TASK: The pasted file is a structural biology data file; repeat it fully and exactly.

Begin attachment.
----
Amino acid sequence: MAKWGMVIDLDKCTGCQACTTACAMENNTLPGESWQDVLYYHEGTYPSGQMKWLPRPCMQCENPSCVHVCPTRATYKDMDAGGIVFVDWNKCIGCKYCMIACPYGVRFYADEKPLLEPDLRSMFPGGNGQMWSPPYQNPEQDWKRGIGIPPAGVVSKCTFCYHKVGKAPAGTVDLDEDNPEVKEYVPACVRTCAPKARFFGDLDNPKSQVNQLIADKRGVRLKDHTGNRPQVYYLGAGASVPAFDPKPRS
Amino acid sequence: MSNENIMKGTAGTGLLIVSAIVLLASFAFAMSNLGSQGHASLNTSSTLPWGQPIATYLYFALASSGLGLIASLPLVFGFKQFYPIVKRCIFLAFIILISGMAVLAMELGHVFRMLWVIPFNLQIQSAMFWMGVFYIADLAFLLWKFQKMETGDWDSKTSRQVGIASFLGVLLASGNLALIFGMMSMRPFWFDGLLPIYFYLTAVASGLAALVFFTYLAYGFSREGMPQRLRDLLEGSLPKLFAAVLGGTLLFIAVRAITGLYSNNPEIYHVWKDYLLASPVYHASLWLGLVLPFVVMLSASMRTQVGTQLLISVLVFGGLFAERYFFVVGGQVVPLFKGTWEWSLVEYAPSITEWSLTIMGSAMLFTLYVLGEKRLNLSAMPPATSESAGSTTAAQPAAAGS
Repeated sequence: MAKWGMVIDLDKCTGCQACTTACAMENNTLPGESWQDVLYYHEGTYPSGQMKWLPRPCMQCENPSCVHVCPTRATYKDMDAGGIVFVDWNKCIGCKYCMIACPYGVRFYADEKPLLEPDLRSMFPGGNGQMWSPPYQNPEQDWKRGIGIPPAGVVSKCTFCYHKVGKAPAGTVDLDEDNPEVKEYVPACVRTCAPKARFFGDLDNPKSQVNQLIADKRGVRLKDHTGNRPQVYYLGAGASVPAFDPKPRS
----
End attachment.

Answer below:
Amino acid sequence: MAKWGMVIDLDKCTGCQACTTACAMENNTLPGESWQDVLYYHEGTYPSGQMKWLPRPCMQCENPSCVHVCPTRATYKDMDAGGIVFVDWNKCIGCKYCMIACPYGVRFYADEKPLLEPDLRSMFPGGNGQMWSPPYQNPEQDWKRGIGIPPAGVVSKCTFCYHKVGKAPAGTVDLDEDNPEVKEYVPACVRTCAPKARFFGDLDNPKSQVNQLIADKRGVRLKDHTGNRPQVYYLGAGASVPAFDPKPRS
Amino acid sequence: MSNENIMKGTAGTGLLIVSAIVLLASFAFAMSNLGSQGHASLNTSSTLPWGQPIATYLYFALASSGLGLIASLPLVFGFKQFYPIVKRCIFLAFIILISGMAVLAMELGHVFRMLWVIPFNLQIQSAMFWMGVFYIADLAFLLWKFQKMETGDWDSKTSRQVGIASFLGVLLASGNLALIFGMMSMRPFWFDGLLPIYFYLTAVASGLAALVFFTYLAYGFSREGMPQRLRDLLEGSLPKLFAAVLGGTLLFIAVRAITGLYSNNPEIYHVWKDYLLASPVYHASLWLGLVLPFVVMLSASMRTQVGTQLLISVLVFGGLFAERYFFVVGGQVVPLFKGTWEWSLVEYAPSITEWSLTIMGSAMLFTLYVLGEKRLNLSAMPPATSESAGSTTAAQPAAAGS
Repeated sequence: MAKWGMVIDLDKCTGCQACTTACAMENNTLPGESWQDVLYYHEGTYPSGQMKWLPRPCMQCENPSCVHVCPTRATYKDMDAGGIVFVDWNKCIGCKYCMIACPYGVRFYADEKPLLEPDLRSMFPGGNGQMWSPPYQNPEQDWKRGIGIPPAGVVSKCTFCYHKVGKAPAGTVDLDEDNPEVKEYVPACVRTCAPKARFFGDLDNPKSQVNQLIADKRGVRLKDHTGNRPQVYYLGAGASVPAFDPKPRS